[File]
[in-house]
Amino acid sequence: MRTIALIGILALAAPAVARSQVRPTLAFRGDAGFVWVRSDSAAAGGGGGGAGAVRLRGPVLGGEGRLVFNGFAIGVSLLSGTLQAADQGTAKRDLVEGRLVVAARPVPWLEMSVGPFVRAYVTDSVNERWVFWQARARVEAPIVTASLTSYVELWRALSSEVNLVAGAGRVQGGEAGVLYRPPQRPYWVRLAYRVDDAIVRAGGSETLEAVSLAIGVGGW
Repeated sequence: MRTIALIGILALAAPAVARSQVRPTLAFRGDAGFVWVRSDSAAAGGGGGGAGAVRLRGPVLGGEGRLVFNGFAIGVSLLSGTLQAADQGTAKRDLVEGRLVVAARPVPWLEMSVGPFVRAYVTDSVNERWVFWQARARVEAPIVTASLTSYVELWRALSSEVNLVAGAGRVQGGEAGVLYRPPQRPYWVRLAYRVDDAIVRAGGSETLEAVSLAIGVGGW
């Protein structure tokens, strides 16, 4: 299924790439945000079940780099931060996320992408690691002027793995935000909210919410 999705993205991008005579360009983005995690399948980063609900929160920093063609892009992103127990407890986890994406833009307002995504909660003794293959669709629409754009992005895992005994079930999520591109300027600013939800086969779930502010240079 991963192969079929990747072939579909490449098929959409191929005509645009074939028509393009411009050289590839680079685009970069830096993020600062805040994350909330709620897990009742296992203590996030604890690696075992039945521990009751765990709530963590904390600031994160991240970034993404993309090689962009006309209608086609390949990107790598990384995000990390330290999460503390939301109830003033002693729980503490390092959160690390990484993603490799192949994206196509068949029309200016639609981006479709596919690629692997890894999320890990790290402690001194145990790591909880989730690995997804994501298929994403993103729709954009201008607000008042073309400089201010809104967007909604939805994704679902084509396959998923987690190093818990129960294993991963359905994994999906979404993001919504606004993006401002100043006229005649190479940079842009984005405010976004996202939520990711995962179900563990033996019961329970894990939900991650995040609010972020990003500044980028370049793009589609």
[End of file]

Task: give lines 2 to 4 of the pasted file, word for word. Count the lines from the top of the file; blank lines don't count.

Amino acid sequence: MRTIALIGILALAAPAVARSQVRPTLAFRGDAGFVWVRSDSAAAGGGGGGAGAVRLRGPVLGGEGRLVFNGFAIGVSLLSGTLQAADQGTAKRDLVEGRLVVAARPVPWLEMSVGPFVRAYVTDSVNERWVFWQARARVEAPIVTASLTSYVELWRALSSEVNLVAGAGRVQGGEAGVLYRPPQRPYWVRLAYRVDDAIVRAGGSETLEAVSLAIGVGGW
Repeated sequence: MRTIALIGILALAAPAVARSQVRPTLAFRGDAGFVWVRSDSAAAGGGGGGAGAVRLRGPVLGGEGRLVFNGFAIGVSLLSGTLQAADQGTAKRDLVEGRLVVAARPVPWLEMSVGPFVRAYVTDSVNERWVFWQARARVEAPIVTASLTSYVELWRALSSEVNLVAGAGRVQGGEAGVLYRPPQRPYWVRLAYRVDDAIVRAGGSETLEAVSLAIGVGGW
């Protein structure tokens, strides 16, 4: 299924790439945000079940780099931060996320992408690691002027793995935000909210919410 999705993205991008005579360009983005995690399948980063609900929160920093063609892009992103127990407890986890994406833009307002995504909660003794293959669709629409754009992005895992005994079930999520591109300027600013939800086969779930502010240079 991963192969079929990747072939579909490449098929959409191929005509645009074939028509393009411009050289590839680079685009970069830096993020600062805040994350909330709620897990009742296992203590996030604890690696075992039945521990009751765990709530963590904390600031994160991240970034993404993309090689962009006309209608086609390949990107790598990384995000990390330290999460503390939301109830003033002693729980503490390092959160690390990484993603490799192949994206196509068949029309200016639609981006479709596919690629692997890894999320890990790290402690001194145990790591909880989730690995997804994501298929994403993103729709954009201008607000008042073309400089201010809104967007909604939805994704679902084509396959998923987690190093818990129960294993991963359905994994999906979404993001919504606004993006401002100043006229005649190479940079842009984005405010976004996202939520990711995962179900563990033996019961329970894990939900991650995040609010972020990003500044980028370049793009589609």